Five projects in mineral and coal worth in total Rp 84.7 trillion ($9 billion) are expected to break ground in Indonesia next year, according to a document from the Energy and Mineral Resources Ministry.
The five projects are part of the Rp 4,000 trillion Master Plan for the Acceleration and Expansion of Indonesia’s Economic Development (MP3EI), which divides Indonesia into six economic “corridors” and assigns each one with sectors to focus on for economic growth.
Ministry official Tatang Sabaruddin said the projects are expected to create “value added to the economy” and infrastructure development.
“In a bid to develop the projects, the government’s money will be complemented by that of state companies and the private sector,” he said recently.
A document obtained by Investor Daily shows the five projects include a Rp 40 trillion gold and mineral mining project in Sumbawa owned by Newmont Nusa Tenggara, partly owned by the US-gold miner giant Newmont Mining.
The document also shows AGB Mining, a South Korean company, investing Rp 2 trillion in a manganese smelter in Kupang, East Nusa Tenggara.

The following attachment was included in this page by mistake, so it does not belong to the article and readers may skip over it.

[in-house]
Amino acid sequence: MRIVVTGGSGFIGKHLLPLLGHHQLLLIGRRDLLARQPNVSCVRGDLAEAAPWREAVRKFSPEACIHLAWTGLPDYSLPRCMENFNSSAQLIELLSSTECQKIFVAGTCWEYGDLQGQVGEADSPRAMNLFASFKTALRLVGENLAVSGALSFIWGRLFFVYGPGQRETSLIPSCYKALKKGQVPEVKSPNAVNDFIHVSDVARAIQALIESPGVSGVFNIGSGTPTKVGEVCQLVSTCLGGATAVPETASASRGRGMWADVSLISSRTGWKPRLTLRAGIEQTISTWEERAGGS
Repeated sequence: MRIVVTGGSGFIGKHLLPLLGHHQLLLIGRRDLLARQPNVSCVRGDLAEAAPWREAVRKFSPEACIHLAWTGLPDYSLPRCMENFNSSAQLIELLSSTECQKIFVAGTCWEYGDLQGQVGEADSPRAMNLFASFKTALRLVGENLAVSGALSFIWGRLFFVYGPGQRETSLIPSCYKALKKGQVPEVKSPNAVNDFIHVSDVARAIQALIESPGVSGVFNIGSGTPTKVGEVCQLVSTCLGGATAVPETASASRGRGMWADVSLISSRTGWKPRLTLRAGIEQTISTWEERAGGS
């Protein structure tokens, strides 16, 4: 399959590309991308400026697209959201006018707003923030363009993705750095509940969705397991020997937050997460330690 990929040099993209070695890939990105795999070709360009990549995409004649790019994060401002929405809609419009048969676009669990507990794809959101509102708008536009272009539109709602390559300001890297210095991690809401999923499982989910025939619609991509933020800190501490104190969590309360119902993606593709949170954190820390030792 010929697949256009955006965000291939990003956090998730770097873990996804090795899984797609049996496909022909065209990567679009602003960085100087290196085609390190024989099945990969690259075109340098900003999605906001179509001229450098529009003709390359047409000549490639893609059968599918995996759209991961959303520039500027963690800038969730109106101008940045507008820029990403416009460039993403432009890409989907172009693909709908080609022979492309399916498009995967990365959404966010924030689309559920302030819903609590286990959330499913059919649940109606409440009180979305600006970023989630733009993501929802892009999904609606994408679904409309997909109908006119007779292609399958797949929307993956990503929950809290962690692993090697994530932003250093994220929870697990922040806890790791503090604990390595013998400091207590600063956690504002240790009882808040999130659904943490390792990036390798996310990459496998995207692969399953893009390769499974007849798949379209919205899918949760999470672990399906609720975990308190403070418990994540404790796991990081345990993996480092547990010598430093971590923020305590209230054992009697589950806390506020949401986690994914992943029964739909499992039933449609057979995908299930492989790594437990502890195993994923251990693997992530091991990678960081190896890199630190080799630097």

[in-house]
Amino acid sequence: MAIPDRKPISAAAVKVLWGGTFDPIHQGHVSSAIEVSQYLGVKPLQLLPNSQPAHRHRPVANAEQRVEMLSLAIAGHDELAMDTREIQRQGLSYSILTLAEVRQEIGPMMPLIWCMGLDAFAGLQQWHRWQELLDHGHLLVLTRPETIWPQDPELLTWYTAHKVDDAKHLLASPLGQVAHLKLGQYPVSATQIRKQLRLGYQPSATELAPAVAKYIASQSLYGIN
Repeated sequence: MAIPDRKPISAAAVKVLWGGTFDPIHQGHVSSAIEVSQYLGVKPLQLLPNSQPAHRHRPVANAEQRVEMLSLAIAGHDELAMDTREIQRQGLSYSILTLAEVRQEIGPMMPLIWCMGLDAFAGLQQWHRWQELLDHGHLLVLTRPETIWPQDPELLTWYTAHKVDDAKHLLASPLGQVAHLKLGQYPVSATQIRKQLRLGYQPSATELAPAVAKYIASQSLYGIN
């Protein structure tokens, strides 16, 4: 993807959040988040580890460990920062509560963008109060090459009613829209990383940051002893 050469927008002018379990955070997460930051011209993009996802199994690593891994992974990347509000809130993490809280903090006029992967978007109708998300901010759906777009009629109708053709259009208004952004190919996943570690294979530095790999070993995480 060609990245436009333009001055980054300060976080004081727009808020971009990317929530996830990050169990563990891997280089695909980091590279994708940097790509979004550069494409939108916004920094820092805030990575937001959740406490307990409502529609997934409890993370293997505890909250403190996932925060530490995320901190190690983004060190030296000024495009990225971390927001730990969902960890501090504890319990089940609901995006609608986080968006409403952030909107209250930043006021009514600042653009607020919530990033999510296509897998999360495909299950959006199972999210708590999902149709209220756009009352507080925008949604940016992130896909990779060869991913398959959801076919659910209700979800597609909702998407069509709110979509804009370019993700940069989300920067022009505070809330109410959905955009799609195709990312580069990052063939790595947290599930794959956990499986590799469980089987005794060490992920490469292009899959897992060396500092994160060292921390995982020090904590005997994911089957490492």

There is also a project from nickel miner Vale Indonesia, which will build a nickel ore refinery in Bahodopi, Central Sulawesi. The project, according to the document, is worth Rp 16 trillion. Another is a coal transportation project worth Rp 4.5 trillion by MEC Coal.
As a ban on the export of unprocessed commodities comes closer to its 2014 implementation, there will be a boom in new smelters in Indonesia, a senior ministry official said in February.
The official, Thamrin Sihite, said in February that 12 new smelters will enter operation by the end of 2014.
The ban was introduced in order to encourage miners to add value to the nation’s mineral resources and stimulate economic growth by compelling miners to build processing facilities.
Some miners, however, have said that the government has not given them enough time to prepare.
Bastary Pandji Indra, director of the public-private partnership program at the National Development Planning Agency (Bappenas), said in June there were 805 projects under the MP3EI so far with a total value of Rp 1,768 trillion.
He said around 51 percent of the investment will come from the private sector, 21 percent through PPPs, while state enterprises will make up 18 percent and government 10 percent.
Lydia Hardiani, an official at the Energy and Mineral Resources Ministry, said on Sunday some of the projects have started construction. “Progress of MP3EI projects are moving forward significantly,” she said.
The financial success of resources projects often depends on the global prices of the commodities being extracted. While China’s rapid development has driven up prices for many key minerals in recent years, that trend is showing signs of reverse amid a global economic slowdown.